Anytime I look at this picture, I see despair in a world that is supposed to give hope. I see a system designed to see innocent children struggle to reach the very pinnacle of their potentialities. I see a world that should up its game of providing literacy to every nook and cranny to ensure we have a thinking world.
“Children who read become adults who think”, a journalist captured it succinctly. Notwithstanding the above, I see how reading can provide hope to children born in abject penury to rise above their circumstances of birth and become meaningful citizens in a world that begs for responsible citizenship and participation. In the picture is myself with a young boy called Onikpel Bagri. The story is not what is stated above. How I got to know him and take this shot with him is the real story.
In 2015, we formed Success Book Club, a platform that develops literacy skills in the young people and also make large impact in their lives, communities and world at large.
One of our members is a young woman called Mardiya Suleman Cheiba who graduated from the Ghana Institute of Journalism and was posted to do her National Service in a remote area called Nsuanayili in the Northern Region of Ghana, a country in the West African sub-region.
She discovered a great deficiency of books and reading materials in the school under tree. She realized the squalor and indescribable level of deprivation in the school. She realized there is no way to teach the children in English because they could not speak English much more to even understand.
The children had this inferno of passion in them to learn yet their zeal is being crippled by the caricature of a school and the lack of learning materials. Mardiya could not speak their language yet did not leave them like that. She realized they needed help and instead of cursing the darkness, decided to light a candle. She returned to the city and we organized books, pencils, crayon, bags and other items really needed by the children and made a very tortuous and tiring journey to the village.
We presented these items to the school in the presence of the Schools Circuit Supervisor and the Headmaster. At the school a situation that has lingered in mind since. We met children very hopeful in face but wretchedness and pitiful was their situation. They were ready to learn, bare-footed, many without uniforms, some very small yet carried others to school. We met children of trials and tribulations.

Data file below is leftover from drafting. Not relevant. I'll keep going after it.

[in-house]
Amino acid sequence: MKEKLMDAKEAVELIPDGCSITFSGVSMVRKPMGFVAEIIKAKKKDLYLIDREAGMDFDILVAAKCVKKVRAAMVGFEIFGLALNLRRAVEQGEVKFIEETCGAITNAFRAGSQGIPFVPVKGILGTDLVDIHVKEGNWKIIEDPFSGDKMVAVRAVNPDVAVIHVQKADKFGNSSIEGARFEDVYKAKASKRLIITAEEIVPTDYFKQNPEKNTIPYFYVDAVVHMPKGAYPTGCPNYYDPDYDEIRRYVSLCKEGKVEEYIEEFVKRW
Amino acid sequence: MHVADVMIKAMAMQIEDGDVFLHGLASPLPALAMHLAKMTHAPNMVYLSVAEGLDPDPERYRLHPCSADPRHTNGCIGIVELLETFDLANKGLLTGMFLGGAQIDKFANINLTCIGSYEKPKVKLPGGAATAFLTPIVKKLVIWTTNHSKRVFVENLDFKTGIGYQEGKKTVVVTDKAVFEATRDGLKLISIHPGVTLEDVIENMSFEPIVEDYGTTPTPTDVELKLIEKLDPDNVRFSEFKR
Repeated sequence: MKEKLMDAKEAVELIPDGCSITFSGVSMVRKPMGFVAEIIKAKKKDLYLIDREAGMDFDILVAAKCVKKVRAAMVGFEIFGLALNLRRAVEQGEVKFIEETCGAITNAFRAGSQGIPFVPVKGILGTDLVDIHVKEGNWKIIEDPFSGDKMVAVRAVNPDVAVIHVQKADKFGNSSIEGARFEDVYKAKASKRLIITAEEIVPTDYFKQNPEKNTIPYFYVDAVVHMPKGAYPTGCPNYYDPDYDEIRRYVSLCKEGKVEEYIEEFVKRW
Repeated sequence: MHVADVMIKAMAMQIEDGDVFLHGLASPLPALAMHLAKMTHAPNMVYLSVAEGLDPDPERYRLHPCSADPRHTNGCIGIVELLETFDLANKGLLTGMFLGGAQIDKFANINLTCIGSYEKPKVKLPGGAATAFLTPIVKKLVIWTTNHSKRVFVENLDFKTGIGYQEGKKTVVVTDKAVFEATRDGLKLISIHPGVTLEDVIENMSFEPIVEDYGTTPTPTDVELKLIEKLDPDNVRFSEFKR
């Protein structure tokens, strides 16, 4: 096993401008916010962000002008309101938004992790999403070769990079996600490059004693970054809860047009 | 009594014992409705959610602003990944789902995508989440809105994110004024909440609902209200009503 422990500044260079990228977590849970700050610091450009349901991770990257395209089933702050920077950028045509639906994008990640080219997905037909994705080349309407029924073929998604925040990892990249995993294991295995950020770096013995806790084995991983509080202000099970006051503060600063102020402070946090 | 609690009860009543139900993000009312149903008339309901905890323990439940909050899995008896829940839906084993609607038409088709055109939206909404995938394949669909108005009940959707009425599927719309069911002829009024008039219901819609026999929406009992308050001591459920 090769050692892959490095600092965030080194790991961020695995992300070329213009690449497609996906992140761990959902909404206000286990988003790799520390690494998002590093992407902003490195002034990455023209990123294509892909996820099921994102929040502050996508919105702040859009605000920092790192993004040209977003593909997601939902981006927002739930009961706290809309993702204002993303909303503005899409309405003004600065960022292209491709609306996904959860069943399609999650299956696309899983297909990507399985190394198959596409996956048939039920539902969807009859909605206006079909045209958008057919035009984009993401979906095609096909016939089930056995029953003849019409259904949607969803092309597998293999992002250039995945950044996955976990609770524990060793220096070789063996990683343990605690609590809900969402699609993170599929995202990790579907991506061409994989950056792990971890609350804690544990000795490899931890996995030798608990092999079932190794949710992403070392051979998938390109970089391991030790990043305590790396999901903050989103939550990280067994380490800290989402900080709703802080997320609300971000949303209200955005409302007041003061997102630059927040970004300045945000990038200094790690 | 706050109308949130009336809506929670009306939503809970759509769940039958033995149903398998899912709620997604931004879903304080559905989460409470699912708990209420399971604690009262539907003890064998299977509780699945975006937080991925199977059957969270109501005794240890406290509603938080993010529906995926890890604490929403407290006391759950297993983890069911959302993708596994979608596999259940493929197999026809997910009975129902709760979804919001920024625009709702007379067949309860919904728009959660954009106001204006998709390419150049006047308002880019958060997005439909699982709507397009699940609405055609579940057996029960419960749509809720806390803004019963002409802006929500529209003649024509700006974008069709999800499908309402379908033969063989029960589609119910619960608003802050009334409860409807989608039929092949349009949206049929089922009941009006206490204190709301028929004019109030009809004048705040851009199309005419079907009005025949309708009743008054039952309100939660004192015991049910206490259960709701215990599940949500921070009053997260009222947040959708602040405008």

Now this is where the story of Onikpel Bagri comes in to play. He was the brightest student in the school. Anytime we had a question to ask the children, it was Onikpel who translated it to them in their language before they gave us a response.
The headmaster claims that boy is the eye of the school. Unfortunately he finds himself crippled in a community that is sandy, dry and arid and could aptly be described as a desert.
The headmaster lamented the fact that these children come to school and have an almost nil concentration on studies because most come to school on a hungry belly. A lot have to walk back long distances during break time to eat and come back to school. Beyond the situation at the school is that of the community.
The community has no food store, no super-market, nothing. We had to buy sachet water in another village before we got there.
These are innocent children who have long been defeated by their circumstances in life; yet they are expected to compete with others born in Glasgow, Lisbon, Cairo, Accra, Washington in the global world we find ourselves in now.
These are the places charity organizations and philanthropists should channel their resources more to help revive the humanity in our brothers and sisters there. These are the people more deserving of help. We literacy actors must up our game. These are the people who need more programmes.
When we presented our literacy items to the school, the whole community acknowledged our gesture. They came out to welcome us. They brought in yams and other foodstuff just to show gratitude. The faces of the children beamed with smiles and happiness.
That literacy uplifts a people is not only true but it also gives hope. It gives hope that one day the child of the charcoal seller will also wear white shirt. It provides hope to the child that he or she can also reach wherever they want to reach through hardwork and diligence. We must channel resources into these communities and like to also be meaningful human beings.
One great African writer, Chinua Achebe sums it up for us. In his book The Trouble with Nigeria, he stated “These are the real victims of our callous system, the wretched of the earth. They are largely silent and invisible. They don’t appear on front pages; they do not initiate industrial actions. They drink bad water and suffer from all kinds of preventable diseases. There are no hospitals within reach of them; but even if there were they couldn’t afford to attend. There may be a school of sorts which their children go to when there is “free education” and withdraw from when levies are demanded. The politician may pay them a siren-visit once in four years and promise to give them this and that and the other. He never says that what he gives them is theirs in the first place. The things that are uppermost in their minds are basic, like clean water. The politician agrees; but there is financial constraint now. The plans are drawn by my government; water will be flowing by 1986. Meanwhile I give you the most modern television station in Africa. Surely this will make you smile.”